I suppose an analog machine that could be triggered from midi could work. We could create an automated plectrum that would strike a string with a certain amount of force consistently. Once the "virgin" recording is set, the experiment would begin by placing small masses (stickers, tape, paint) at various points on the soundboard. Separate experiments would incorporate sand and dust spread evenly across the wood, carefully avoiding the soundhole and bridge. Oscilloscopes (analog) and FFT (digital) analysis would provide the experimental evidence. ;)

 

I'm either insane, or sensitive. Can't quite figure it out yet :D

 

I'd go with insane, but that's just me. :)

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wow. great post.

 

OK.

All I know is when my instrument is hollow and relies on acoustics to project it's vibes it is dampened by what is touching the outside of the acoustic walls.

I know this is a fact.

 

Maybe if I had a neuman u87 I could record a before and after and you could see for yourself. (My rode NTK I don't think could do the trick??)

 

I think sand is more of a factor here than dust.

Tiny rocks stopping my wood from vibrating!

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All I know is when my instrument is hollow and relies on acoustics to project it's vibes it is dampened by what is touching the outside of the acoustic walls.

I know this is a fact.

 

Of course, I use my hand to mute the soundboard, but it's quite a bit more massive than dust or sand.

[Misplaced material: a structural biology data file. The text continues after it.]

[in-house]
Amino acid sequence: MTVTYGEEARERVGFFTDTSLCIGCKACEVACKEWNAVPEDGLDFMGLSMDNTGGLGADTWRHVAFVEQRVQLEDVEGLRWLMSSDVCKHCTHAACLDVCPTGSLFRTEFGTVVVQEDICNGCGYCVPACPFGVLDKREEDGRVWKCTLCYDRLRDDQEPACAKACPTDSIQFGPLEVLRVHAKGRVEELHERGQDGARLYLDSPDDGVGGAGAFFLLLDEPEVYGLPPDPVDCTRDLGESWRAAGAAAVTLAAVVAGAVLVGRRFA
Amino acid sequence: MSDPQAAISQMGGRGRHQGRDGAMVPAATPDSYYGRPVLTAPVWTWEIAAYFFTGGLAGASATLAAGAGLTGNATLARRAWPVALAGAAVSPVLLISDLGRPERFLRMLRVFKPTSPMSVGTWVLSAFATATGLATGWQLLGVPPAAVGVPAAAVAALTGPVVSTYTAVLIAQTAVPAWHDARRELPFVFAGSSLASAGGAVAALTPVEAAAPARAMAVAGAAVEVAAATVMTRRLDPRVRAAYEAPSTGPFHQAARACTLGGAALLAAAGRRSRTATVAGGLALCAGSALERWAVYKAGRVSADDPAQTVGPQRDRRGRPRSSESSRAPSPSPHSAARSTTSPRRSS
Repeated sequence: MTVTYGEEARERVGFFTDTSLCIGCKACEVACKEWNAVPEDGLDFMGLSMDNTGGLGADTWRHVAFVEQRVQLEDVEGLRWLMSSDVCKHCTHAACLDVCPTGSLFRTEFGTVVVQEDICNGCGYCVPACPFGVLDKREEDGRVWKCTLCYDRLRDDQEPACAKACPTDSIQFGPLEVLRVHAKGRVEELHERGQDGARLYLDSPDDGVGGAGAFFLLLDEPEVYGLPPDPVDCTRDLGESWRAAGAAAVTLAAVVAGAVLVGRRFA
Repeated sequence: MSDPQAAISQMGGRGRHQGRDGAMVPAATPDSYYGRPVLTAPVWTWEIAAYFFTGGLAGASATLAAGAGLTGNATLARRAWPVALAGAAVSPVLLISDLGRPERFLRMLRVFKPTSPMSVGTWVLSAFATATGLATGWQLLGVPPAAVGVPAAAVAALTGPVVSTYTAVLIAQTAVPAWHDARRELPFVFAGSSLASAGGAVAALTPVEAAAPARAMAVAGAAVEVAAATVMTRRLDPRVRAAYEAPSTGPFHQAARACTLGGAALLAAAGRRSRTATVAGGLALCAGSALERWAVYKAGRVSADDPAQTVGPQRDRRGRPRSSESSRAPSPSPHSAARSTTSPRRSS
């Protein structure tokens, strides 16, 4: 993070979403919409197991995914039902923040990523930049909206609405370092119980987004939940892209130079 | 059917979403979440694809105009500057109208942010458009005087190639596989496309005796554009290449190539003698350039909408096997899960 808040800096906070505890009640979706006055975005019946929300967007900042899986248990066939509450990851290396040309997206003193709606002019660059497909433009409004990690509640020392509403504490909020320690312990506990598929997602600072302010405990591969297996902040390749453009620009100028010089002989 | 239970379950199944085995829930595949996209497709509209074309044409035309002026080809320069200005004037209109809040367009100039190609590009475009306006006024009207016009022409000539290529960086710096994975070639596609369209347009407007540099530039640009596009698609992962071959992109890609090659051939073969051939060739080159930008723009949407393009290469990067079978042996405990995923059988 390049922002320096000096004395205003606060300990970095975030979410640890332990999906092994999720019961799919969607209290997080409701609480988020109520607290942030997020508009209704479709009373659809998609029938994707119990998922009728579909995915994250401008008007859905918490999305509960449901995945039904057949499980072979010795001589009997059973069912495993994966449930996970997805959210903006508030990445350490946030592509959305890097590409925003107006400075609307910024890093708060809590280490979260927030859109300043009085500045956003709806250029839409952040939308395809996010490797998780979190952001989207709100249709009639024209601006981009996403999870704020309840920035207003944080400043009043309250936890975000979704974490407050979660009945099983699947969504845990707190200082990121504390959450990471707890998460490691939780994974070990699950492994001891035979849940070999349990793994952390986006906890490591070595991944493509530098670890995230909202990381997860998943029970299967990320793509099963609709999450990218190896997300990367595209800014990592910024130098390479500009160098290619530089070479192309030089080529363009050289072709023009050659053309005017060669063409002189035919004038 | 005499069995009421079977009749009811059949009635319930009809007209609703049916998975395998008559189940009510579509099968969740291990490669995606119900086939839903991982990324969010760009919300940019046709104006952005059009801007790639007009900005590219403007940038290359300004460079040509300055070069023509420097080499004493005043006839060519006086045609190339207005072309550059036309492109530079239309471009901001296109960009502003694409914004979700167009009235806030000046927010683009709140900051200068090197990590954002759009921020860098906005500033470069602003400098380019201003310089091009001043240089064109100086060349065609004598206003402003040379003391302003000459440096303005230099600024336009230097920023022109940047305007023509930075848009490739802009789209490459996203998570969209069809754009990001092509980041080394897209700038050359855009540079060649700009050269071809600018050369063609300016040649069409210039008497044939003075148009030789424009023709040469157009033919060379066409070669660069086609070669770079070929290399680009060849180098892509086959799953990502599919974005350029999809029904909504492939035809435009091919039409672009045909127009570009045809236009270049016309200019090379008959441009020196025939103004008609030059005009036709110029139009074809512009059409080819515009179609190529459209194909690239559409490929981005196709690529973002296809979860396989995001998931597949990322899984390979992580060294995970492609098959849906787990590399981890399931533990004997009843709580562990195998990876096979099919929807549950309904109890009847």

Maybe if I had a neuman u87 I could record a before and after and you could see for yourself. (My rode NTK I don't think could do the trick??)

The NTK should be great for a test. It doesn't matter what mic you use.

I think sand is more of a factor here than dust.

Tiny rocks stopping my wood from vibrating!

 

I had a Yamaha classical guit that was given to me by a friend. I traveled the US with that guitar and managed to collect some sand in the hollow from my travels along the California coast. The total amount, from estimation, would not be more than 1/2 cup. I didn't hear any difference in the sound. Nonetheless, that sand was always cool to hear when I would pick up the guitar to play, or set it down. I could feel it in that sense, but it wouldn't affect the resonance, as far as my ears could tell.

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Alright.

 

So we have conflicting opinions.

 

We need a way to measure this other than my insane ears!

 

I promise that when I get some new acoustic strings I will restring my acoustic, let them settle and stretch,

then I'll take it out to beach and play with the drummers.

I will leave this sandy guitar up 'gainst my wall for a few days to collect dust,

then I will record the instrument in a designated spot with a designated microphone placed specifically for this experiment.

 

After this is recorded

I will clean my guitar thoroughly

and record again from the same spot,

with the same mic position.

 

I will make sure everything is as constant as possible for this experiment.

It might be a couple weeks, but I really want to record this.

 

Do you want to conduct a similar experiment from your perspective?

 

dream sweet.

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Here's the problem: To measure the effect we have to have a consistent strum/pluck. This cannot be accomplished by human hands. I'll try and think of some easy way we can test without human-based error.

 

I fail to see why not.

You can elaborate some other time.

I'll be here all week. :)

Looking forward to it, for sure.